Happy Anniversary 一周年快乐

So, I made it. I survived a year in a foreign country. Today officially marks the one year anniversary of my life in China. Whether you’ve been with me since the beginning, or you’ve tuned in more recently (or just came here searching for “China KTV girl photo” Dag Yo I’m In Jinzhou

It’s funny to look back on some of my initial entries and see how I saw things then and how I see things now. I am sure most, if not all, foreigners that come to live in a strange country could say the same… but it’s interesting to see the areas my understanding has grown, and also the areas where some biases have built up.

Anyway to mark my one year anniversary I’ve finally sorted out why Chinese birthdays are so wacky. It’s a bit amusing to me that even after sorting it out I think it’s far too complex and diluted – but at least now I understand it.

Basically I’ve long been confused as to why Chinese people always state they are a year older than they are. When asked, they just say it’s how they count the years in China and then referenece vaguely the Lunar Calendar. So, for example, Maggie, when asked will say she’s 26, though she was born in 1980 and hasn’t yet had a birthday this year. She was more than happy to cut her age back by a year, after I explained that Chinese birthdays just confuse Western people.

The reason for this extra year is that Chinese people consider the time spent in the womb as time lived in the scheme of things (raises all sorts of interesting complications with the commoness of abortion here). So, the moment you are born you are one year old. Then come your one year mark in the cold harsh world, you actually turn two years old.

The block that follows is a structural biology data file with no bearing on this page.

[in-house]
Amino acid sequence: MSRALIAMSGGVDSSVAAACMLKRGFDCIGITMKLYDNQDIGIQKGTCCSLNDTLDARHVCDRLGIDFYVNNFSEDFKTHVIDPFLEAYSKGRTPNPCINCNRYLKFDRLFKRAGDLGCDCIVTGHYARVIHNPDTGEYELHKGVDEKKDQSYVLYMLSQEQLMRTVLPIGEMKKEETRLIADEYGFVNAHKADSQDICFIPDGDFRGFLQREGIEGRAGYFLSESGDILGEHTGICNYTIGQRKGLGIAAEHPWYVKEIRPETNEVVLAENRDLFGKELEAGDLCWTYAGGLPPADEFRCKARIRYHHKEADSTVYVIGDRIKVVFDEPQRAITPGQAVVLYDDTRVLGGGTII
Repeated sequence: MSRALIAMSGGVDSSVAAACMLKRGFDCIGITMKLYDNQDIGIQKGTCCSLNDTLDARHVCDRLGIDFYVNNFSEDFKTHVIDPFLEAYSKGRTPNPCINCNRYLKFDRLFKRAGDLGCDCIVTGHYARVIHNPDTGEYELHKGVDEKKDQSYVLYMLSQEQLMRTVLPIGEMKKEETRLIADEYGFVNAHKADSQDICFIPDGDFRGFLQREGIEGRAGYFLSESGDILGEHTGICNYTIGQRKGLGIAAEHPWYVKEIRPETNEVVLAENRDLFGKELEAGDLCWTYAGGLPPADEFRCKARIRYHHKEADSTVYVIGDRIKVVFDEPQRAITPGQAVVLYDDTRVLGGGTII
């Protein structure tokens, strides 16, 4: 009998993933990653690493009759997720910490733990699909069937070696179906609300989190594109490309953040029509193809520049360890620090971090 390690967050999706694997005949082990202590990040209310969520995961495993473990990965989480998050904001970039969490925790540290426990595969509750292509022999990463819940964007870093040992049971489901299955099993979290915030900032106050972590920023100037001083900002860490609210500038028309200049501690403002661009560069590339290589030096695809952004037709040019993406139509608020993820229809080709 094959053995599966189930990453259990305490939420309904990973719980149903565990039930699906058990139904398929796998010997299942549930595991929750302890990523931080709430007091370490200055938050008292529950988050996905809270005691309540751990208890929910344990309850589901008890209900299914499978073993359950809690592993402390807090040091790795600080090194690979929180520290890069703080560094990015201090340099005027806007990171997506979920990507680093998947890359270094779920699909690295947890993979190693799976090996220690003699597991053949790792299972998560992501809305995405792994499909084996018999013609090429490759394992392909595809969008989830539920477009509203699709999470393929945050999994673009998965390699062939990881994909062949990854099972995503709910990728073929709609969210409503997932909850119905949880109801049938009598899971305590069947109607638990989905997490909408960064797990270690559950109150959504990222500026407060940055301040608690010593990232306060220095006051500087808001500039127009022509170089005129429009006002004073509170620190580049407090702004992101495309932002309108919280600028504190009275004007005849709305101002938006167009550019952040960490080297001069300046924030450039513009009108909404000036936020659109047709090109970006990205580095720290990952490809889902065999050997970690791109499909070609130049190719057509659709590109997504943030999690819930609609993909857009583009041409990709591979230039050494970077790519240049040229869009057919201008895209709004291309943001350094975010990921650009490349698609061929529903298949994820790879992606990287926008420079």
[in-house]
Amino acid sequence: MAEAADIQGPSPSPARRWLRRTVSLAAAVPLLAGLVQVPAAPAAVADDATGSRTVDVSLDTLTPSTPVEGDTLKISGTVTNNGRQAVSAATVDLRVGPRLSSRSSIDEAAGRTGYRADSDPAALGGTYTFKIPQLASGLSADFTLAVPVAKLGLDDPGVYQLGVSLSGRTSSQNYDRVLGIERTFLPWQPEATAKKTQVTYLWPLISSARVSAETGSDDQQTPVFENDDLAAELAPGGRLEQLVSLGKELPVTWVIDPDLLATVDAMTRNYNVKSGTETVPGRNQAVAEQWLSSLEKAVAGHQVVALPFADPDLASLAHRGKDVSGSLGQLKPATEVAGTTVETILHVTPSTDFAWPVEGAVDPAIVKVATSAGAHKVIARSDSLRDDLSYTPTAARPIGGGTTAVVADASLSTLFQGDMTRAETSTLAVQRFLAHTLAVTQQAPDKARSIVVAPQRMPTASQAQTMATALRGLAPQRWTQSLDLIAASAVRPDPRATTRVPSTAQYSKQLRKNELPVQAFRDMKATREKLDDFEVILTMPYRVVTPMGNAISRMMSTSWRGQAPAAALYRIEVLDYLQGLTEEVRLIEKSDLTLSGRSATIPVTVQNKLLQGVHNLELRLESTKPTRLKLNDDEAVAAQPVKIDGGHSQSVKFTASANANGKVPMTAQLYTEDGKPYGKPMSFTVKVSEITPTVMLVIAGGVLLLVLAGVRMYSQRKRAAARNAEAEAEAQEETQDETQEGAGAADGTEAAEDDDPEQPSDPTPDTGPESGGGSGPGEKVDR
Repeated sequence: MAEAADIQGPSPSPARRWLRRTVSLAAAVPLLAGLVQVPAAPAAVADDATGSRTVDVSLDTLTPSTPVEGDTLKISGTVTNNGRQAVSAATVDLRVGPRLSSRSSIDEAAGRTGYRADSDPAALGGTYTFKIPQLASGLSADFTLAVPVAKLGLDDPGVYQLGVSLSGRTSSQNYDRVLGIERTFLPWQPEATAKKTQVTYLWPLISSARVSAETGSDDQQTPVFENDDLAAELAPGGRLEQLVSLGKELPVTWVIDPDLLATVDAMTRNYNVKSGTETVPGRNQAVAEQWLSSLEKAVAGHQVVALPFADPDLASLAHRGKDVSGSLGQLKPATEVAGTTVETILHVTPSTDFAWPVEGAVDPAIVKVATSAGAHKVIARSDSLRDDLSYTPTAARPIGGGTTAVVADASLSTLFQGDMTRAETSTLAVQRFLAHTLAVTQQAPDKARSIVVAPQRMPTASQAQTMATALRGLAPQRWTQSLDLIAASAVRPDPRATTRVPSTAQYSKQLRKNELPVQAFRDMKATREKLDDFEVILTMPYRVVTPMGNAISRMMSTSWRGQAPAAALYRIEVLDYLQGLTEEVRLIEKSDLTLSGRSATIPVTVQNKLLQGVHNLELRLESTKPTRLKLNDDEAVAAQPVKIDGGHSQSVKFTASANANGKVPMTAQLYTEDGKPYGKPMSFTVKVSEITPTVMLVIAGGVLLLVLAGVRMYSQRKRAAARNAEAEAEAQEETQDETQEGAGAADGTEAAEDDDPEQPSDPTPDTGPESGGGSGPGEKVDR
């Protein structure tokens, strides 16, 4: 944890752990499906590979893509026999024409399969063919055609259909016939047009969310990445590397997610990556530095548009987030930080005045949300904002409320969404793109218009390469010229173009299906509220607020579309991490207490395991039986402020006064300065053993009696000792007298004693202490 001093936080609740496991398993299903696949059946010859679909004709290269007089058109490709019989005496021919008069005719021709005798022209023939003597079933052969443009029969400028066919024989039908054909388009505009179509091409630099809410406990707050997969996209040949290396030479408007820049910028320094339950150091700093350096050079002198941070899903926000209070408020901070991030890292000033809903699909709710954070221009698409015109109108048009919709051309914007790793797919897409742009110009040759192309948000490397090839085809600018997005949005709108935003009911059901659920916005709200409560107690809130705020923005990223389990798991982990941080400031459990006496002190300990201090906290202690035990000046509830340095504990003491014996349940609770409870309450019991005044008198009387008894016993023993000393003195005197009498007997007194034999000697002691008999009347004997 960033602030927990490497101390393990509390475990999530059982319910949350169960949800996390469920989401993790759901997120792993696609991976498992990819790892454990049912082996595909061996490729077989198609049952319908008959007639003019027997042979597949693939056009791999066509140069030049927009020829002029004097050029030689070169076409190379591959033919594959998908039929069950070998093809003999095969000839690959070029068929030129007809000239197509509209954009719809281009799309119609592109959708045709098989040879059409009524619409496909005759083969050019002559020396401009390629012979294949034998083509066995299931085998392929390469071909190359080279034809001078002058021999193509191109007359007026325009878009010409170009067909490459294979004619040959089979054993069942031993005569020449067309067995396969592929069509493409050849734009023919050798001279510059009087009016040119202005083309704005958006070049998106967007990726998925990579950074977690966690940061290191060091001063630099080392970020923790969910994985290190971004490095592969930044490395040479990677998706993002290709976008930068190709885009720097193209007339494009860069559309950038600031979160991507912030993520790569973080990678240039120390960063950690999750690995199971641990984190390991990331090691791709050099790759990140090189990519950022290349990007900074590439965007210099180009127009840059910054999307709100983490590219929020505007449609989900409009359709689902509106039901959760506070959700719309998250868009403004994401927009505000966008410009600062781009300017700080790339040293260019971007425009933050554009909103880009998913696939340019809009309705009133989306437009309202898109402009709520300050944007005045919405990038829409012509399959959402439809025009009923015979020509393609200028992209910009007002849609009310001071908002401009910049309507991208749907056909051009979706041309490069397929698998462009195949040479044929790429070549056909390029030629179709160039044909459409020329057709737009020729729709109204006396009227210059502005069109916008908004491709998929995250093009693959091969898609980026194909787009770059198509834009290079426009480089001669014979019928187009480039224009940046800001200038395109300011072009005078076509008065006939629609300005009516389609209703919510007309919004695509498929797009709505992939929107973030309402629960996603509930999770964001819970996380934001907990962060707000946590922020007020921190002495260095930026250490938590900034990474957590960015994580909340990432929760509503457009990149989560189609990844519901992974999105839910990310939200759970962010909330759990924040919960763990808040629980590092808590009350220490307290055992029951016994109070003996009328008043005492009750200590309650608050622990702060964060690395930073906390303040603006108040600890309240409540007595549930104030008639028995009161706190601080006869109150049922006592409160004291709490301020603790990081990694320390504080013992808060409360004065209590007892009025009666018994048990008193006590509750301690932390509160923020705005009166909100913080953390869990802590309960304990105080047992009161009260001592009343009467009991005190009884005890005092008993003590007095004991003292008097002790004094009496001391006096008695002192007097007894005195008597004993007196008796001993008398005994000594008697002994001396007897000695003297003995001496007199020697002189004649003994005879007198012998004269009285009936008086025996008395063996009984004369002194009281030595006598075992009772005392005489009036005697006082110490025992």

This is all further complicated by the fact that the majority of Chinese people don’t celebrate their birthday on their birthday, but count themselves one year older come Spring Festival (usually in January or February, dependant on the Lunar Calendar). SO, if you happen to be born, say… January 6th (as one of my students was), you are immediately one year old, and then come Spring Festival (a mere couple weeks later) you turn two years old. Two years old and only a few weeks outta the womb – the pressure to be walking and talking must be unbearable.

So, that’s it. It’s not all together much clearer why this is done, but that’s at least how it is done. I guess the reason it’s done is much like many things here, a clash of culture/tradition verse the reality of the modern world. Because the Western world largely invented moderninity, you rarely see too many conflicts like this… western culture just adjusted and evolved with the times, however in nations that are still modernizing, the conflicts – though sometimes arbitrary – are more evident.

Well, I just found a little origami boat in my fridge carrying a note from Maggie saying that she’s taking me out for dinner tonight, presumably to celebrate my having lasted a year. Interestingly, or not, tomorrow it’ll have been one year since I met the love of my life.

Chinese Pet Names
If you look closely at the picture you can see the characters 宝贝 (bao bei) and 大宝贝 (da bao bei). These are two terms of endearment that Maggie and I often call each other. Literally the first means “treasure” and the second means “big treasure”, but in use it’s more of a way to just say “baby” or “hon”, like you would in English with a boyfriend or girlfriend for a pet name. The 大 (da) part, well… I think that’s Maggie’s way of being cutely cheeky, as it means “big”. 😉

Leave a Reply

Your email address will not be published. Required fields are marked *